You must have heard the news by now: three LA city council members spewed racist remarks against various groups of people with many of their conversations caught on tape. Former city council president Nury Martinez called fellow council member Mike Bonin’s Black adopted son “a little monkey,” and exhibited her distaste for George Gascon, the reformist head prosecutor in LA county, by saying he was “with the Blacks.” Additionally, she stated that council member Mitch O’Farrell, a gay man, was a “diva.”
Many intelligent people have dedicated column after column to argue that the racist and homophobic statements from city hall should be denounced and how the council members involved — Nury Martinez, Gil Cedillo, and Kevin de León — deserve to leave politics with disgrace. We can talk day after day about how this leaked recording represents the need for more racial reconciliation in the city, how we need to demand a higher standard from our leaders, and so on. However, the origins of these conversations display something deeper: we as citizens should care more about what powers the government has.
The council members were not merely racist for the sake of being racist — they were discussing how to redistrict the city in order to maximize the power of voting blocs they felt loyal to. For example, de León said that council member Nithya Raman’s renter-heavy district is “the one to put in a blender and chop up” in order to ensure her loss in 2024 and that they wanted Heather Hutt to succeed Mark-Ridley Thomas because they felt she would be one of their allies. We might be surprised at the casual nature of their conversations — considering how these council members were so open about discriminating against renters and African Americans — but we shouldn’t be.
Politicians are people too — not in a positive sense. Politicians shouldn’t be revered as benevolent as they have similar biases and errors of reasoning as the rest of us. If we wouldn’t trust racist, classist politicians such as Nury Martinez to wield a specific power of the government in a way that promotes the common good, we should be warier about enabling the government to have that power in the first place. Of course, this is obvious in the case of redistricting — and Raman recently introduced a motion to create an independent redistricting commission that would not have nakedly political motivations behind drawing the lines — but we should apply this kind of analysis to all kinds of powers the government has.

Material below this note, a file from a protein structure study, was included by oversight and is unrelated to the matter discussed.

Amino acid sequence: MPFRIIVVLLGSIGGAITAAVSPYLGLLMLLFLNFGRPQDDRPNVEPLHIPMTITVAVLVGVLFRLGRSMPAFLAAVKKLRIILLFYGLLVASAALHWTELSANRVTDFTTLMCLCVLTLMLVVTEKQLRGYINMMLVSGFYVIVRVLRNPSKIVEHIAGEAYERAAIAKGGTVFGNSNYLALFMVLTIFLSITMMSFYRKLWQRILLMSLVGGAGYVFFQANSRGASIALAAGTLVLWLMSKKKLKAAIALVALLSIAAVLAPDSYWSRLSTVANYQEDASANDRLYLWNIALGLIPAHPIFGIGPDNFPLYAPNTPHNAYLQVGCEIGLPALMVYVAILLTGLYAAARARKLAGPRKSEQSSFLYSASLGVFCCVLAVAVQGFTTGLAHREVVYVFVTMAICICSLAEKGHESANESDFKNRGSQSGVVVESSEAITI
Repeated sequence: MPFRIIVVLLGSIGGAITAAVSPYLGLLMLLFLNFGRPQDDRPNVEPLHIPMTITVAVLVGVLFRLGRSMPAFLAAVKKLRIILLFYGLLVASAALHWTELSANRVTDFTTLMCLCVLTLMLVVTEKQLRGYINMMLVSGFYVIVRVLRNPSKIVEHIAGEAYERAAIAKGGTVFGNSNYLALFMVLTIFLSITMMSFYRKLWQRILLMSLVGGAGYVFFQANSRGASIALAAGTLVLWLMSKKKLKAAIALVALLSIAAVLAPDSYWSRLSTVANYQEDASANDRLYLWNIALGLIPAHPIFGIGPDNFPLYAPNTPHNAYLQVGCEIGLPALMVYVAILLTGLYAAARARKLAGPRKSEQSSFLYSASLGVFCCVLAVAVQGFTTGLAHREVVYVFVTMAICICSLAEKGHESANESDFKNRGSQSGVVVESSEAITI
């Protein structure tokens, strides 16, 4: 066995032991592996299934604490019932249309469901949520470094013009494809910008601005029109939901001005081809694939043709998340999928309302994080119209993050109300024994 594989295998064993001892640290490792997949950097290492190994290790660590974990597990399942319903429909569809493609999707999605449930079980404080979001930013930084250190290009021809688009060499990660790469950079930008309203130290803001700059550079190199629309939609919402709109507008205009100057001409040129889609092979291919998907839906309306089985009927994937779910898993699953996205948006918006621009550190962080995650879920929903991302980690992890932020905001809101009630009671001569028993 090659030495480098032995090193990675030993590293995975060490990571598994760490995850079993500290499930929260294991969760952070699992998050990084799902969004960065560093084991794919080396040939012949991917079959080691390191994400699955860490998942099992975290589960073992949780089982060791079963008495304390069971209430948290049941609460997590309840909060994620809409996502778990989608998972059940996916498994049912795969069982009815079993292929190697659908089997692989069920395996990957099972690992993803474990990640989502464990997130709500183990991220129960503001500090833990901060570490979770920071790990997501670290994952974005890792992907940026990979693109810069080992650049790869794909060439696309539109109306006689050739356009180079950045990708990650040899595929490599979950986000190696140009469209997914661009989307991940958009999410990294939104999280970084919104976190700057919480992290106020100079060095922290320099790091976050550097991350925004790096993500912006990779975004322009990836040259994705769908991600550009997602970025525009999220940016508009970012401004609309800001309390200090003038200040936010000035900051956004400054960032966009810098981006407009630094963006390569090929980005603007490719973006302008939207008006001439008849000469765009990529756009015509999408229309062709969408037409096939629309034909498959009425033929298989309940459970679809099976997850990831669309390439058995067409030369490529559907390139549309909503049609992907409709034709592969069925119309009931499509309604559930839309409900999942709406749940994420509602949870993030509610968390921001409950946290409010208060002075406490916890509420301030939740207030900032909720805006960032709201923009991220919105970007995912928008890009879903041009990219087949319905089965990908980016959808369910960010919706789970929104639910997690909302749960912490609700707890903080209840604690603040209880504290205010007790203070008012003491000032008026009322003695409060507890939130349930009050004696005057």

We cannot always assume that electing better politicians will solve our problems because we cannot always expect good rulers — after a certain point we need good rules. Of course, going directly to citizens will run into a similar problem as going to politicians (those of us in California who experience the deluge of ballot proposition ads can attest). However, if we want large structural changes we need to consider more deeply what incentives ordinary people would have with the government’s powers.
For example, one of the most significant powers that council members have is control over land use and development. Some might argue that we need to preserve this power because they can “negotiate with developers.” In New York City, which has a powerful role for council members in land use regulation, politicians often withhold support for developments unless the developer provides certain concessions — even if the concessions demanded are arbitrary and change constantly. Although this power occasionally yields good concessions, it easily works against the public’s interest; in LA, which has a similar tradition of member prerogative, former council members Mitchell Englander and Jose Huizar used their land use power to extract bribes in exchange for allowing developments to proceed. If this power over land use actually helps create greater affordability, as some advocates for keeping this power insinuate, why are LA and New York City some of the most expensive rental markets in the country?
So, if a council member attempts to exercise a certain power — be it discretion over land use “for affordability” or clearing encampments “for public health” — we cannot assume their motives are always just. The powers that the government has can be used for ill just as much as for good, and we who take it upon ourselves to care about those less well off — the poor, sick, elderly, children, those in jail or prison, etc. — should take extra care not to let any politicians capture our imagination and exercise their powers without scrutiny.
One doesn’t have to be vehemently anti-government, libertarian, or anarchist to understand that any power given to our government could easily be used by the next Jose Huizar, Nury Martinez, or any other politician who primarily cares about their power. Importantly, as the powers of government increase, it’s more likely that someone will try to use them for personal gain. We need to be conscious about what solutions our leaders are hawking; do they want to change the rules to restrain their ability to do harm, or do they want to just use the current system “for good?”